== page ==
Business owners owe a duty of reasonable care to provide a safe environment to invitees for doing that which is within the scope of the invitation. Nisivoccia v. Glass Gardens, Inc., 175 N.J. 559, 563 (2003). As a general rule, this duty requires a business owner to "discover and eliminate dangerous conditions, to maintain the premises in safe condition, and to avoid creating conditions that would render the premises unsafe." Bauer v. Nesbitt, 198 N.J. 601, 615 (2009); Jerista v. Murray, 185 N.J. 175, 191 (2005); Nisivoccia, supra, 175 N.J. at 563. To prove a breach of that duty, an injured plaintiff is ordinarily required to prove that the defendant had actual or constructive knowledge of the dangerous condition that caused the accident. E.g., Brown v. Racquet Club of Bricktown, 95 N.J. 280, 291 (1984).

However, the Supreme Court has relieved the plaintiff of proving this element "in circumstances in which, as a matter of probability, a dangerous condition is likely to occur as the result of the nature of the business, the property's condition, or a demonstrable pattern of conduct or incidents." Nisivoccia, supra, 175 N.J. at 563. In such circumstances, the plaintiff is entitled to an inference of negligence and the defendant has the burden of producing "rebutting proof that it had taken prudent and reasonable steps to avoid the potential hazard." Id. at 563-64. Because business owners are considered to be in the best position to control the risk of harm, Hojnowski v. Vans Skate Park, 187 N.J. 323, 335 (2006), this application is consistent with the Court's earlier observation of "the salutary effect of shifting the risk of loss" and the costs of preventing harm and "other associated costs of a dangerous activity to those who should be able and are best able to bear them." Hopkins v. Fox & Lazo Realtors, 132 N.J. 426, 447 (1993). See also Nisivoccia, supra, 175 N.J. at 563; Stelluti v. Casapenn Enters., LLC, 408 N.J. Super. 435, 446 (App. Div.), certif. granted, 200 N.J. 502 (2009); Restatement (Second) of Torts § 343 (1965).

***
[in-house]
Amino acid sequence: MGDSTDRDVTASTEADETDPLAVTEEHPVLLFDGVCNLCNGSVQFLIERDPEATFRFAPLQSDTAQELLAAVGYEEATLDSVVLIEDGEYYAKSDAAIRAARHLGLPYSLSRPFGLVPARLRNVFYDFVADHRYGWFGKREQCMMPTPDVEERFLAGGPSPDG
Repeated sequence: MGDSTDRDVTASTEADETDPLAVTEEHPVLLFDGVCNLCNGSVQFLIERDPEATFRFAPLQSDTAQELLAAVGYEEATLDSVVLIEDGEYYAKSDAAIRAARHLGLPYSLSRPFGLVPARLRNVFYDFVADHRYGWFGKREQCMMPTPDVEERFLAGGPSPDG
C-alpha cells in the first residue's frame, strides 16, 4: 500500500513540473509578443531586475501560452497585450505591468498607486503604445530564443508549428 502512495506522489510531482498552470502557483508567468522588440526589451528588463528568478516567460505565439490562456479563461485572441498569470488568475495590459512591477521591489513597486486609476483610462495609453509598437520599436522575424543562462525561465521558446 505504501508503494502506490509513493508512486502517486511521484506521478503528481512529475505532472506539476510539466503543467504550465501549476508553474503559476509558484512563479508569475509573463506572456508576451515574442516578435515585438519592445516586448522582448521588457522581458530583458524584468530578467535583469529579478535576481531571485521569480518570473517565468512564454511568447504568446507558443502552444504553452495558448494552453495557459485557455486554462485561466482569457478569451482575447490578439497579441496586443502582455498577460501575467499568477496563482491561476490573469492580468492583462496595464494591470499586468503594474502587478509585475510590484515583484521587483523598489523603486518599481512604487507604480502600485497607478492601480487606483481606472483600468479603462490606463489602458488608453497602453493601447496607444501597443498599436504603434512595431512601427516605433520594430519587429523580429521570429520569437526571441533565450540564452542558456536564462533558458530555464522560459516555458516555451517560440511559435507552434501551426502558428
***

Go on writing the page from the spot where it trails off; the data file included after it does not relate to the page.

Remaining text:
The Supreme Court has applied this principle to a plaintiff who alleged negligence arising out of a slip and fall in a supermarket. The plaintiff in Nisivoccia slipped and fell on some loose grapes lying about near the checkout lanes of a supermarket. She was unable to prove how long the grapes were on the floor or how they came to be there. The trial court directed a verdict for defendant and this court affirmed. The Supreme Court reversed, holding that plaintiff was entitled to an inference of negligence because the store should have anticipated that careless handling of grapes was reasonably likely during customer checkout, creating a hazardous condition. See also Wollerman v. Grand Union Stores, Inc., 47 N.J. 426, 429 (1966) (because defendant's operation allowed customers to serve themselves, it was required to anticipate that produce might fall to the ground due to the carelessness of either customers or employees and was obliged to use reasonable measures promptly to detect and remove such hazards in order to avoid the inference that it was ...